In the modern world, we have a deeply impoverished view of spiritual powers. When we think of a cherub, we picture Michaelangelo’s naked babies with wings and halo. Ezekiel actually saw them: legs like an ox, with hooves shining like burnished bronze, four wings, four faces (ox, lion, eagle, and man), glowing like burning coals. Imagine one of those showing up in your bedroom. No wonder when an angel appears to someone in the Bible, the first thing it usually says is “Don’t be afraid!”
No wonder, too, that fallen angels were able to demand and get human worship. Can you imagine refusing? It’s something even Israel struggles with throughout the Hebrew Bible. The Babylonian captivity forever cured Israel of worshipping lesser gods, but what about the Gentile world? You would expect the cure for idolatry to be some transcendent display of world-breaking power…and in a way, it was. But nothing like you’d have predicted.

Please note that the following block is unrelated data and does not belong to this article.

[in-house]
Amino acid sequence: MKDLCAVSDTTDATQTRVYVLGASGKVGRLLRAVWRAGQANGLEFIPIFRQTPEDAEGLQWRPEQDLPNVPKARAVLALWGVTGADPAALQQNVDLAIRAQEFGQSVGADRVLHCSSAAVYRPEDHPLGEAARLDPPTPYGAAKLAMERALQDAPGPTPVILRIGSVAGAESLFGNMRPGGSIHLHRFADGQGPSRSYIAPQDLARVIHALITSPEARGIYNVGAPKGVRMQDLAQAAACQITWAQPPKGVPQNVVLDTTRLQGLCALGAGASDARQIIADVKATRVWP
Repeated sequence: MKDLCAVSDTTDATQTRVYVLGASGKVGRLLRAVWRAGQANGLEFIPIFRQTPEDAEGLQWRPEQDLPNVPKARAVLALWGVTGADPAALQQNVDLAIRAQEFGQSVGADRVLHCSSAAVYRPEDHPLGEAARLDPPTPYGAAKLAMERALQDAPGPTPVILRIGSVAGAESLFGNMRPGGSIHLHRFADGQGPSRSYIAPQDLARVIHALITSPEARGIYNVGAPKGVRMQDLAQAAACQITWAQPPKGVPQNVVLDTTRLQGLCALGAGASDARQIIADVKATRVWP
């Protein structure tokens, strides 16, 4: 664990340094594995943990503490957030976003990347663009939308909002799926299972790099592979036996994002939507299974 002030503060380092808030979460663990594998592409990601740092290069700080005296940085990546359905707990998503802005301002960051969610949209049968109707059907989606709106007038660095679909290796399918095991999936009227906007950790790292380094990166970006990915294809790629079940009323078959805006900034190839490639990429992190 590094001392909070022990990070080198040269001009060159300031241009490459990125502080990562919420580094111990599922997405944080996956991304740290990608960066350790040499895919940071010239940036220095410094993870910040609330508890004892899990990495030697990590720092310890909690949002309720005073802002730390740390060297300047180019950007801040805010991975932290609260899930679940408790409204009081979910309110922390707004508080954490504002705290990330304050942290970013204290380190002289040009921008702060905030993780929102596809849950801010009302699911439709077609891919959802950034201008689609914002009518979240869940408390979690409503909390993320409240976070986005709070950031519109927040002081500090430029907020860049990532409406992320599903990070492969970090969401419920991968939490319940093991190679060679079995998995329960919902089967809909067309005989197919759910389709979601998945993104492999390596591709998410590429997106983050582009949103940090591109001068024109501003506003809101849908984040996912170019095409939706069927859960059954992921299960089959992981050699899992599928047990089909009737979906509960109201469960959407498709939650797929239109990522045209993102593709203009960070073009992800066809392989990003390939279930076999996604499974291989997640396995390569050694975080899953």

Like an adult squeezing through the door of a child’s play house, infinite God became man and entered our world the way we all do, through a birth canal, bloody and squalling. So it is that St. Paul cheerfully concedes there are “many gods and many lords,” and then continues “but for us there is one God, the Father from whom are all things, for whom we exist, and one Lord, Jesus Christ, through whom are all things, and through whom we exist.” Once we’d met the real thing, however counterintuitive His appearance, it no longer made sense to dally with impostors. Merry Christmas!